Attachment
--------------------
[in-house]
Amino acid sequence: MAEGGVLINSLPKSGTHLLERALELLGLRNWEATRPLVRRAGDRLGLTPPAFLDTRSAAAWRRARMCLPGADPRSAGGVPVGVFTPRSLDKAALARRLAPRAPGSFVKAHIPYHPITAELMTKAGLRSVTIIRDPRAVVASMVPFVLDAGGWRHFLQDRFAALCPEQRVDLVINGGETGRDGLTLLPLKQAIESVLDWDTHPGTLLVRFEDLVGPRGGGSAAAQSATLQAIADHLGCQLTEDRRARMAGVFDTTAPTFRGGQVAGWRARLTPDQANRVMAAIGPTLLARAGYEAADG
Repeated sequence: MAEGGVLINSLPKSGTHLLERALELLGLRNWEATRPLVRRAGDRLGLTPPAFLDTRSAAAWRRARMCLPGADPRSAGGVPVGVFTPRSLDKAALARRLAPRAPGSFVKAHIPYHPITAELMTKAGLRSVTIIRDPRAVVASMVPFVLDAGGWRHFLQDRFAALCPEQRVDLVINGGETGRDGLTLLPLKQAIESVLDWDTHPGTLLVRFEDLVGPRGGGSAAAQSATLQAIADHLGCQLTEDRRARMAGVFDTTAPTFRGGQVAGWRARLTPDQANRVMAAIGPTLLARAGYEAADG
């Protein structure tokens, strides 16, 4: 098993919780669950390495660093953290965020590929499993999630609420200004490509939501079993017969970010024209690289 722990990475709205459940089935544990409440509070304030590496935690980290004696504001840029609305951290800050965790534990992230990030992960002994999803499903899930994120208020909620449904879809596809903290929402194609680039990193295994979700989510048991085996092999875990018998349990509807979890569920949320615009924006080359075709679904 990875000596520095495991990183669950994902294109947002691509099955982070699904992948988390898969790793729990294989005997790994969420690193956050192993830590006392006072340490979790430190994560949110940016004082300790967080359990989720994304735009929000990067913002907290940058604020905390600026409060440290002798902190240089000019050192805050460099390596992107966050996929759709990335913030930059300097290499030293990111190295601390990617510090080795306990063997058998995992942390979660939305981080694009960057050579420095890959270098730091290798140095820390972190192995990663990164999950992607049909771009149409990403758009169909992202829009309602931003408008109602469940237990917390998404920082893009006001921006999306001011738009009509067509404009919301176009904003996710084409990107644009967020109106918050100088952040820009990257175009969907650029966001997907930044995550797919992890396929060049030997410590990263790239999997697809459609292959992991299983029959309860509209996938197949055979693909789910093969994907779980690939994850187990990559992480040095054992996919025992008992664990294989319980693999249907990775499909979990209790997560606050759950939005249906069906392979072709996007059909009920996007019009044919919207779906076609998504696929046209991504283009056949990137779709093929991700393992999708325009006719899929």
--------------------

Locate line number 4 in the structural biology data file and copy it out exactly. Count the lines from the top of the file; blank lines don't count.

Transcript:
């Protein structure tokens, strides 16, 4: 098993919780669950390495660093953290965020590929499993999630609420200004490509939501079993017969970010024209690289 722990990475709205459940089935544990409440509070304030590496935690980290004696504001840029609305951290800050965790534990992230990030992960002994999803499903899930994120208020909620449904879809596809903290929402194609680039990193295994979700989510048991085996092999875990018998349990509807979890569920949320615009924006080359075709679904 990875000596520095495991990183669950994902294109947002691509099955982070699904992948988390898969790793729990294989005997790994969420690193956050192993830590006392006072340490979790430190994560949110940016004082300790967080359990989720994304735009929000990067913002907290940058604020905390600026409060440290002798902190240089000019050192805050460099390596992107966050996929759709990335913030930059300097290499030293990111190295601390990617510090080795306990063997058998995992942390979660939305981080694009960057050579420095890959270098730091290798140095820390972190192995990663990164999950992607049909771009149409990403758009169909992202829009309602931003408008109602469940237990917390998404920082893009006001921006999306001011738009009509067509404009919301176009904003996710084409990107644009967020109106918050100088952040820009990257175009969907650029966001997907930044995550797919992890396929060049030997410590990263790239999997697809459609292959992991299983029959309860509209996938197949055979693909789910093969994907779980690939994850187990990559992480040095054992996919025992008992664990294989319980693999249907990775499909979990209790997560606050759950939005249906069906392979072709996007059909009920996007019009044919919207779906076609998504696929046209991504283009056949990137779709093929991700393992999708325009006719899929």